After a few years of working, you start to learn what makes a good teammate and colleague. Many of the same things make a good virtual teammate. However, there are some important differences.
Explore the following advice to learn how to be a great virtual coworker. Your collaboration skills from your in-office work will come in handy.
Be Available for Communication
The most important thing is to accessible to your coworkers.
This is especially true when working on a project together. This means answering your emails regularly. Or using whichever communication method you agree upon.
You don’t have to respond within minutes. Just make sure to have a consistent schedule when you're checking emails. Even better if you let your colleagues know your schedule and sync up with them.
Communicate About Video Call Interruptions
Communication is a major component of being a good coworker, especially virtually. This is particularly true when something unexpected happens during a video call or meeting. For example, if your child enters your off-limits office or your dog starts barking and drowns out the conversation.
The best option in this situation is to be completely honest with your team. Don’t just hang up and blame your internet. Let your coworkers know what happened.
If you have to take care of something quickly, let them know. Then mute your mic until you return. Offer a quick explanation before or after you leave. You can even take this as a chance to introduce your pet or family members and form a better bond.
Communicate About Project Delays
Yet another aspect of communication to focus on is project delays. If you’re delayed with a project for any reason, let your team know. This is especially important if they’re waiting on your part to complete their tasks.
The alternative would be just to let them assume it’s delayed. This hurts your communications and reputation with coworkers.
Being proactive helps your colleagues plan their workload and schedule better. It makes their lives easier and they'll respect you more and help you more for it.
Keep Emails (and Other Communication) Clear and Concise
As you craft your communication, make sure it’s clear and concise. Get to the point, and don’t waste your coworkers’ time.
You should also use professional language instead of slang or casual language. You want your written communication to be very accessible to all members of a thread.
The one exception is if you work with a remote team that's very localized. In those situations, slang is ok as everyone is familiar with the terms.
Lastly, make sure your email outlines what you hope your coworkers will do, and include any timeline for those actions.
Be Adaptable and Push Through Challenges – and Be Honest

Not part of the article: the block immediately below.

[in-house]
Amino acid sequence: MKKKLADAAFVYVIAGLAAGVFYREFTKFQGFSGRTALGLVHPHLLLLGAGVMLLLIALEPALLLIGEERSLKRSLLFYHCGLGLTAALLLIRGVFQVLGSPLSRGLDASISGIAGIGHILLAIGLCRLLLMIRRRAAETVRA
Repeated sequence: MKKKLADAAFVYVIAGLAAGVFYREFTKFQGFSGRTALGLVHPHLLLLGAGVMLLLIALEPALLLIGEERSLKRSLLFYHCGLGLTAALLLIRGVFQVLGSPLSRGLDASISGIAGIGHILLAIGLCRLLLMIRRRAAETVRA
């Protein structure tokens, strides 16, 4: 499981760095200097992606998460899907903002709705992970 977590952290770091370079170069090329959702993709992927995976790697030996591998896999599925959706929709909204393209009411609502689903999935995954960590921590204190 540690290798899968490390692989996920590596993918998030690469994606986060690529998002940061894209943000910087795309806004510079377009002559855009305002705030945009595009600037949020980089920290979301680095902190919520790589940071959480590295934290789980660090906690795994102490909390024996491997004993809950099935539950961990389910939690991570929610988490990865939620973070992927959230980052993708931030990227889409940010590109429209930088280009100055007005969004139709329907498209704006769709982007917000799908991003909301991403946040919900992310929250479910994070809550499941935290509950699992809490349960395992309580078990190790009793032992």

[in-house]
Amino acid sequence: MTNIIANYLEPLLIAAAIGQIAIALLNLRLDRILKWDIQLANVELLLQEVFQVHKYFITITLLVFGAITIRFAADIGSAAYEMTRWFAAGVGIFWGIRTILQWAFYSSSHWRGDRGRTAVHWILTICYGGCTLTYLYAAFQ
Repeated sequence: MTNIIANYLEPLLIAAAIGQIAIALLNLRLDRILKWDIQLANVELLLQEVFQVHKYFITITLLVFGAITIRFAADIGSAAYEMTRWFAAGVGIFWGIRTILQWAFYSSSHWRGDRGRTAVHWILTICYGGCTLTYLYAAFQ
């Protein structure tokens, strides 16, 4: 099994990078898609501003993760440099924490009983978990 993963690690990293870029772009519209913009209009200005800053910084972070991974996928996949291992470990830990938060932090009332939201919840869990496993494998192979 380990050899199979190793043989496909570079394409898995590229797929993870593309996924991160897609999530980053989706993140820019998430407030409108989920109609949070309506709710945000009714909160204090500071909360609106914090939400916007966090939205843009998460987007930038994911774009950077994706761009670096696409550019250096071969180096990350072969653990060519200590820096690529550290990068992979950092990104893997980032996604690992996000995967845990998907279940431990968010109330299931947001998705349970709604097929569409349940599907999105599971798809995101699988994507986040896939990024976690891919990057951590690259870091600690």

If you’re overwhelmed and make a mistake, push through but own up to it.
For example, what if you send the wrong email attachment? Just be honest. Unsend or recall it (if you still can) and quickly send an apology with the right attachment.
You’ll find it easier to build goodwill with coworkers if you’re honest.
Hiding problems can seem like gaslighting. Or make you seem untrustworthy. On the other hand, owning up to errors shows that you’re trustworthy and reliable.
Congratulate Your Coworkers on Their Successes
Without being in the same building, it’s harder for employees to feel recognized. That’s a problem since recognition and motivation go hand-in-hand.
Overcome this by making it a point to recognize your coworkers’ successes.
When they accomplish something, brag about it for them on Slack. You can even take this a step further and encourage “visibility buddies.” This would involve putting people in pairs.
Each person is responsible for sharing and celebrating their partner’s accomplishments.
Or you can have a dedicated Slack or Discord channel for capturing positive feedback.
Introduce Pets and Kids – But Within Reason
Many people see meeting a new kid or pet over video chat as a highlight if they spend all day at home. Take advantage of this to make your coworkers’ days better. For example, if your dog wanders into the camera view, introduce him.
Just make sure this doesn’t become disruptive. You also need to respect that everyone’s different. Not everyone will want to see your pets or kids. Pay attention to body language and responses and act accordingly.
Respect Their Time
As with any other job, a good virtual coworker will respect their teammates’ time.
As mentioned previously, most of this can be achieved through proactive and reliable communication.
Secondly, respect people's times on meetings. Start and end meetings on time. And always ask folks if they can stay later. Never extend meetings without permission.
Get Creative When Building Relationships With Coworkers
In a standard office environment, it’s fairly easy to build a relationship with coworkers. You’ll chat for a few minutes when grabbing water or coffee. Or when passing off work. But this doesn’t happen with virtual work.
Luckily, you can get creative and find other ways to build relationships with your coworkers. Some options include:
- Coffee talks instead of your morning commute
- Take breaks at the same time as a coworker and chat
- Consider working silently together on video chat
- Have virtual lunches together
- Have a “casual” Slack channel
Just remember not to force a relationship.
Being a good virtual coworker means understanding that not everyone wants to socialize. Some people prefer to spend most of their time working, or communicating via text. Meet people where they are.
Best of luck to you as you navigate the remote world and become a great remote teammate!